With Indianapolis-based producer J. Brookinz, Granite made worlds collide with 2008 mash-up album “Grey Granite Amplifies the Killers.”

While the iTunes Store sells tracks from the project, Granite and Brookins also collaborate on the Web site Heavy — a do-it-yourself aggregator of local art, film and music.

“I want to put a blueprint out in front so bands and artists can say, ‘Hey, if we do this, that and the third, we’ll have a way in. Somebody has opened the door so that eyes are actually on this city,’.” Granite says. -

"Grey Granite remixes the Killers"

Friday, May 1, the same night that the Killers are at the Egyptian Room, local emcee Grey Granite — who released an album-length remix of songs by the Killers last year — will perform in the slightly more intimate environs of the Melody Inn. T. J. Reynolds caught up with Grey Granite in Oct. 2008 for his monthly Hip Hop Beat column.

One of the most original and energetic forces in local hip-hop is the emcee Grey Granite. Propelled by a constant online presence and a free series of interestingly themed mixtapes, Granite has been everywhere in the last year, culminating in a third place finish in the running for Best Hip-Hop Artist in this year’s NUVO’s Best of Indy.

I was first introduced to Granite when he was doing graphic design for companies such as Old Soul Entertainment. Granite’s interest in visual arts is an important part of his overall creative vision; he consciously puts his flavor into every aspect of his persona and art: fashion, flyer design, album covers, even an upcoming visual art exhibition at Fountain Square’s Gnosis gallery. The more I’ve spoken with Granite and seen him do his thing, the more impressed I’ve been with his range of talents.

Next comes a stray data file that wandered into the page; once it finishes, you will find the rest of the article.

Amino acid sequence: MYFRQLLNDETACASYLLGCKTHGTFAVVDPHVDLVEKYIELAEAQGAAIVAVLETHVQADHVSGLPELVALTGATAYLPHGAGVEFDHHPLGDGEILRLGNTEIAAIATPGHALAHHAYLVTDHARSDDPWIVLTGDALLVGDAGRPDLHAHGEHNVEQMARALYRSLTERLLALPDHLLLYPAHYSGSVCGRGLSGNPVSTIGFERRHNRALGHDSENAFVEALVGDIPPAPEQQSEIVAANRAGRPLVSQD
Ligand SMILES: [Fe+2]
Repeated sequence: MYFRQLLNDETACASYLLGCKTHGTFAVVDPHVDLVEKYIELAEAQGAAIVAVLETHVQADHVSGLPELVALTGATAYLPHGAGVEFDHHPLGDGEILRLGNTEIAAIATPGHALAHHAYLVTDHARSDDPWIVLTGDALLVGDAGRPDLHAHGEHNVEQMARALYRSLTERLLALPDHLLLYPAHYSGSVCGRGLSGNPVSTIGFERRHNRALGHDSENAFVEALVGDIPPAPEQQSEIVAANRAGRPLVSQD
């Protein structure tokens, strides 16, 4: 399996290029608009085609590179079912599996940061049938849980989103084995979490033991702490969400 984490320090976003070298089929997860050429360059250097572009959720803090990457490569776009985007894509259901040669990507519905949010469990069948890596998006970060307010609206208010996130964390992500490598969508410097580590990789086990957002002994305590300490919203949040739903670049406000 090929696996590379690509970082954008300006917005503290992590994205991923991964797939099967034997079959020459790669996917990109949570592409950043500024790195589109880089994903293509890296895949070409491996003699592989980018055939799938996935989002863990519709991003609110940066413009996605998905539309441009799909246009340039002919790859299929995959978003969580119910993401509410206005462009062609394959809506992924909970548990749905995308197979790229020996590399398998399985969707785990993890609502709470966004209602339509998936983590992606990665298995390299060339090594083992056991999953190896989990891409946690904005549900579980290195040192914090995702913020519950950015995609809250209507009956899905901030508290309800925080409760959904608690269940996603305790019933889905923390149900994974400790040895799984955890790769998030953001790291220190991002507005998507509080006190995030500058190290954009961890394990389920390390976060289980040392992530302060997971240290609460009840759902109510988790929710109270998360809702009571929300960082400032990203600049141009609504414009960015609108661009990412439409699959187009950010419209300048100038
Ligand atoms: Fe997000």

When Granite works with his regular collaborator, producer J. Brookinz, the results hearken back to old school rapper-producer combos but with a much more cutting-edge sound. Their latest project, Grey Granite Amplifies the Killers, is an album of hip-hop anthems all built from samples of the contemporary rock group the Killers. While the Killers are a somewhat unusual source material for sample-based rap, Granite and Brookinz create a mostly seamless landscape, never sacrificing the boom-bap (that familiar bass drum and snare rhythm at the heart of classic hip-hop).

With the Internet allowing Granite’s work to be heard around the world, Killers has picked up cross-cultural and -genre steam; as Granite notes, listeners from as far away as Lebanon are taking the time to listen to Indianapolis musicians.

I sat down with Granite to pick his brain, and came up with a whole gob of off-the-wall thoughts ...

NUVO: Where’d you get the name Grey Granite?

Grey Granite: It’s a childhood nickname, due to the color of my eyes, but it evolved into the way I make my music. It’s in the grey area. Black and white, I go through the middle. I’m not such a one-sided artist. I see all points of view; I come from that angle.

NUVO: You have a wide range of influences.

Granite: It’s reflective of my style, the people I’m around. We don’t discriminate on who we can be friends with. We grew up in the ’80s — there wasn’t that “This is what you have to sound like just ’cause you’re black or white.” It was a free for all. We liked Guns ’n’ Roses and we liked LL Cool J.

NUVO: You also get called a lot to host events. Why do you think that is?